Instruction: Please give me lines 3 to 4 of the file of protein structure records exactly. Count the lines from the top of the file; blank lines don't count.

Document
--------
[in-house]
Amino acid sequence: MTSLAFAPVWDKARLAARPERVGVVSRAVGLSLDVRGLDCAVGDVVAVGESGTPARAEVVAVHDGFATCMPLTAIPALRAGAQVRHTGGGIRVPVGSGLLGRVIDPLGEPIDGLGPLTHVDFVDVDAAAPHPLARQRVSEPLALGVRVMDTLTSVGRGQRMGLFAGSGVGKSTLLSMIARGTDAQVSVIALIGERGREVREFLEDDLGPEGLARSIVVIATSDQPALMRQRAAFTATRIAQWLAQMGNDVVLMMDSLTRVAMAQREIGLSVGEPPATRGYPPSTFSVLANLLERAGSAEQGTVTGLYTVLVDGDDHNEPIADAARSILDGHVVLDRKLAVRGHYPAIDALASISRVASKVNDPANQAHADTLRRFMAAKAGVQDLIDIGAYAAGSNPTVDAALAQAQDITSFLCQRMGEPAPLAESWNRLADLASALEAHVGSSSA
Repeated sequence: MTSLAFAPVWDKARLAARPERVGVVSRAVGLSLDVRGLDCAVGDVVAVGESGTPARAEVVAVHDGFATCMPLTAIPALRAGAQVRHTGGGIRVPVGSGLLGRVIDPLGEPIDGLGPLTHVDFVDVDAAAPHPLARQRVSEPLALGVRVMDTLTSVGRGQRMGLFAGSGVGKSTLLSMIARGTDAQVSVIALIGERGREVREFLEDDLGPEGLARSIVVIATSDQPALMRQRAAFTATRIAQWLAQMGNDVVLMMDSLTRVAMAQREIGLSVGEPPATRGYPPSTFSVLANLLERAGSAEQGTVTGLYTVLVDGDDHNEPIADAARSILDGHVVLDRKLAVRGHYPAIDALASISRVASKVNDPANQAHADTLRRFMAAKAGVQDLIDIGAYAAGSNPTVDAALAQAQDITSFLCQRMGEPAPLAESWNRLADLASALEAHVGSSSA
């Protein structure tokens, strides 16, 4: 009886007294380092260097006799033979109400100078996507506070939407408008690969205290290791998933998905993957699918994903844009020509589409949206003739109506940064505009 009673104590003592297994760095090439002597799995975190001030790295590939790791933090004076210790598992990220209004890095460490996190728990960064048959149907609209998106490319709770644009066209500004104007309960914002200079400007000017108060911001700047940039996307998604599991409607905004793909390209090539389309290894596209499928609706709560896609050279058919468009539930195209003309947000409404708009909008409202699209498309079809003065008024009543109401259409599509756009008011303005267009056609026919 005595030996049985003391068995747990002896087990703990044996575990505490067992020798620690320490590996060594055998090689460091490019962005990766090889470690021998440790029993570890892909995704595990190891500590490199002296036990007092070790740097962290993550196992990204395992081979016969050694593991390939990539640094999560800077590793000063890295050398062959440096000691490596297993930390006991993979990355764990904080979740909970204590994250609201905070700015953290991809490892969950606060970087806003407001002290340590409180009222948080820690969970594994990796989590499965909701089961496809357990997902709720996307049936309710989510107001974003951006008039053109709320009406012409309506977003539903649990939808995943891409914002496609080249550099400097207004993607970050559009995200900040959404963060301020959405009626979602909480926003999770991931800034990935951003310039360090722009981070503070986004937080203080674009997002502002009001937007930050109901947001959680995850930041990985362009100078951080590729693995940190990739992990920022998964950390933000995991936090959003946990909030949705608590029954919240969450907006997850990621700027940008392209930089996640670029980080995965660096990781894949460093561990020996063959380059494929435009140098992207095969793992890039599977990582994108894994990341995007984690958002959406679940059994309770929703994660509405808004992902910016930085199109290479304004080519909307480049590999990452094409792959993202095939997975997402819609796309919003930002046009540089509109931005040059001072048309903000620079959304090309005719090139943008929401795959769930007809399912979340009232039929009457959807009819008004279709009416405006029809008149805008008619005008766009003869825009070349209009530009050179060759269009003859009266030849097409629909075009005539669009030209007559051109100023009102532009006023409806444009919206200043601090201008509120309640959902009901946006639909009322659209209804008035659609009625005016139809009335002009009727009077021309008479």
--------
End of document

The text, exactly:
Repeated sequence: MTSLAFAPVWDKARLAARPERVGVVSRAVGLSLDVRGLDCAVGDVVAVGESGTPARAEVVAVHDGFATCMPLTAIPALRAGAQVRHTGGGIRVPVGSGLLGRVIDPLGEPIDGLGPLTHVDFVDVDAAAPHPLARQRVSEPLALGVRVMDTLTSVGRGQRMGLFAGSGVGKSTLLSMIARGTDAQVSVIALIGERGREVREFLEDDLGPEGLARSIVVIATSDQPALMRQRAAFTATRIAQWLAQMGNDVVLMMDSLTRVAMAQREIGLSVGEPPATRGYPPSTFSVLANLLERAGSAEQGTVTGLYTVLVDGDDHNEPIADAARSILDGHVVLDRKLAVRGHYPAIDALASISRVASKVNDPANQAHADTLRRFMAAKAGVQDLIDIGAYAAGSNPTVDAALAQAQDITSFLCQRMGEPAPLAESWNRLADLASALEAHVGSSSA
């Protein structure tokens, strides 16, 4: 009886007294380092260097006799033979109400100078996507506070939407408008690969205290290791998933998905993957699918994903844009020509589409949206003739109506940064505009 009673104590003592297994760095090439002597799995975190001030790295590939790791933090004076210790598992990220209004890095460490996190728990960064048959149907609209998106490319709770644009066209500004104007309960914002200079400007000017108060911001700047940039996307998604599991409607905004793909390209090539389309290894596209499928609706709560896609050279058919468009539930195209003309947000409404708009909008409202699209498309079809003065008024009543109401259409599509756009008011303005267009056609026919 005595030996049985003391068995747990002896087990703990044996575990505490067992020798620690320490590996060594055998090689460091490019962005990766090889470690021998440790029993570890892909995704595990190891500590490199002296036990007092070790740097962290993550196992990204395992081979016969050694593991390939990539640094999560800077590793000063890295050398062959440096000691490596297993930390006991993979990355764990904080979740909970204590994250609201905070700015953290991809490892969950606060970087806003407001002290340590409180009222948080820690969970594994990796989590499965909701089961496809357990997902709720996307049936309710989510107001974003951006008039053109709320009406012409309506977003539903649990939808995943891409914002496609080249550099400097207004993607970050559009995200900040959404963060301020959405009626979602909480926003999770991931800034990935951003310039360090722009981070503070986004937080203080674009997002502002009001937007930050109901947001959680995850930041990985362009100078951080590729693995940190990739992990920022998964950390933000995991936090959003946990909030949705608590029954919240969450907006997850990621700027940008392209930089996640670029980080995965660096990781894949460093561990020996063959380059494929435009140098992207095969793992890039599977990582994108894994990341995007984690958002959406679940059994309770929703994660509405808004992902910016930085199109290479304004080519909307480049590999990452094409792959993202095939997975997402819609796309919003930002046009540089509109931005040059001072048309903000620079959304090309005719090139943008929401795959769930007809399912979340009232039929009457959807009819008004279709009416405006029809008149805008008619005008766009003869825009070349209009530009050179060759269009003859009266030849097409629909075009005539669009030209007559051109100023009102532009006023409806444009919206200043601090201008509120309640959902009901946006639909009322659209209804008035659609009625005016139809009335002009009727009077021309008479």